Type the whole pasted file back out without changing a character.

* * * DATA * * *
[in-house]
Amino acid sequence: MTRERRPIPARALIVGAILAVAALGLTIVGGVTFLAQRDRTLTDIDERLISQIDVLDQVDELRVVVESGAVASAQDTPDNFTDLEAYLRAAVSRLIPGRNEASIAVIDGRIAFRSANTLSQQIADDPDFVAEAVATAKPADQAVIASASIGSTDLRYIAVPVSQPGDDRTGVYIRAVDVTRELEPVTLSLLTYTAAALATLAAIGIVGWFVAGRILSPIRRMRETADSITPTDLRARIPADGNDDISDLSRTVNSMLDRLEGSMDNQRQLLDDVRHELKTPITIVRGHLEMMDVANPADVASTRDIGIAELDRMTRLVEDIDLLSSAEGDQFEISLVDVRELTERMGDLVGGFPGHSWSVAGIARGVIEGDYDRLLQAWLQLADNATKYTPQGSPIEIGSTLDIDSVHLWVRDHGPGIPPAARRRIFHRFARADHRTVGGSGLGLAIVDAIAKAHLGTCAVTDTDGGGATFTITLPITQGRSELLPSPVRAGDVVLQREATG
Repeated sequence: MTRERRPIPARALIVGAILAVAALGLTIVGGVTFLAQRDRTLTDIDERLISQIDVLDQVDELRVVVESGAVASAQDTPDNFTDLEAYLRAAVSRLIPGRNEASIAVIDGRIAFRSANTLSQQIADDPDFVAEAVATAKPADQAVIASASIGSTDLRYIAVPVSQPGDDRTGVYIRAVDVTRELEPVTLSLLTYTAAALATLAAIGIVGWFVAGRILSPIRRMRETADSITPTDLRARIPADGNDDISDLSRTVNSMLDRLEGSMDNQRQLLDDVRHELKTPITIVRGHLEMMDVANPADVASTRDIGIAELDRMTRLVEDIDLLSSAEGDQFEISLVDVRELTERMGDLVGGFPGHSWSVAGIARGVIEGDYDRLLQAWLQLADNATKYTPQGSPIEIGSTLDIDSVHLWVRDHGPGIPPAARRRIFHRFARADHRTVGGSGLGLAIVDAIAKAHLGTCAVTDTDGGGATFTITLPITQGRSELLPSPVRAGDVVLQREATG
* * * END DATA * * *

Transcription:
[in-house]
Amino acid sequence: MTRERRPIPARALIVGAILAVAALGLTIVGGVTFLAQRDRTLTDIDERLISQIDVLDQVDELRVVVESGAVASAQDTPDNFTDLEAYLRAAVSRLIPGRNEASIAVIDGRIAFRSANTLSQQIADDPDFVAEAVATAKPADQAVIASASIGSTDLRYIAVPVSQPGDDRTGVYIRAVDVTRELEPVTLSLLTYTAAALATLAAIGIVGWFVAGRILSPIRRMRETADSITPTDLRARIPADGNDDISDLSRTVNSMLDRLEGSMDNQRQLLDDVRHELKTPITIVRGHLEMMDVANPADVASTRDIGIAELDRMTRLVEDIDLLSSAEGDQFEISLVDVRELTERMGDLVGGFPGHSWSVAGIARGVIEGDYDRLLQAWLQLADNATKYTPQGSPIEIGSTLDIDSVHLWVRDHGPGIPPAARRRIFHRFARADHRTVGGSGLGLAIVDAIAKAHLGTCAVTDTDGGGATFTITLPITQGRSELLPSPVRAGDVVLQREATG
Repeated sequence: MTRERRPIPARALIVGAILAVAALGLTIVGGVTFLAQRDRTLTDIDERLISQIDVLDQVDELRVVVESGAVASAQDTPDNFTDLEAYLRAAVSRLIPGRNEASIAVIDGRIAFRSANTLSQQIADDPDFVAEAVATAKPADQAVIASASIGSTDLRYIAVPVSQPGDDRTGVYIRAVDVTRELEPVTLSLLTYTAAALATLAAIGIVGWFVAGRILSPIRRMRETADSITPTDLRARIPADGNDDISDLSRTVNSMLDRLEGSMDNQRQLLDDVRHELKTPITIVRGHLEMMDVANPADVASTRDIGIAELDRMTRLVEDIDLLSSAEGDQFEISLVDVRELTERMGDLVGGFPGHSWSVAGIARGVIEGDYDRLLQAWLQLADNATKYTPQGSPIEIGSTLDIDSVHLWVRDHGPGIPPAARRRIFHRFARADHRTVGGSGLGLAIVDAIAKAHLGTCAVTDTDGGGATFTITLPITQGRSELLPSPVRAGDVVLQREATG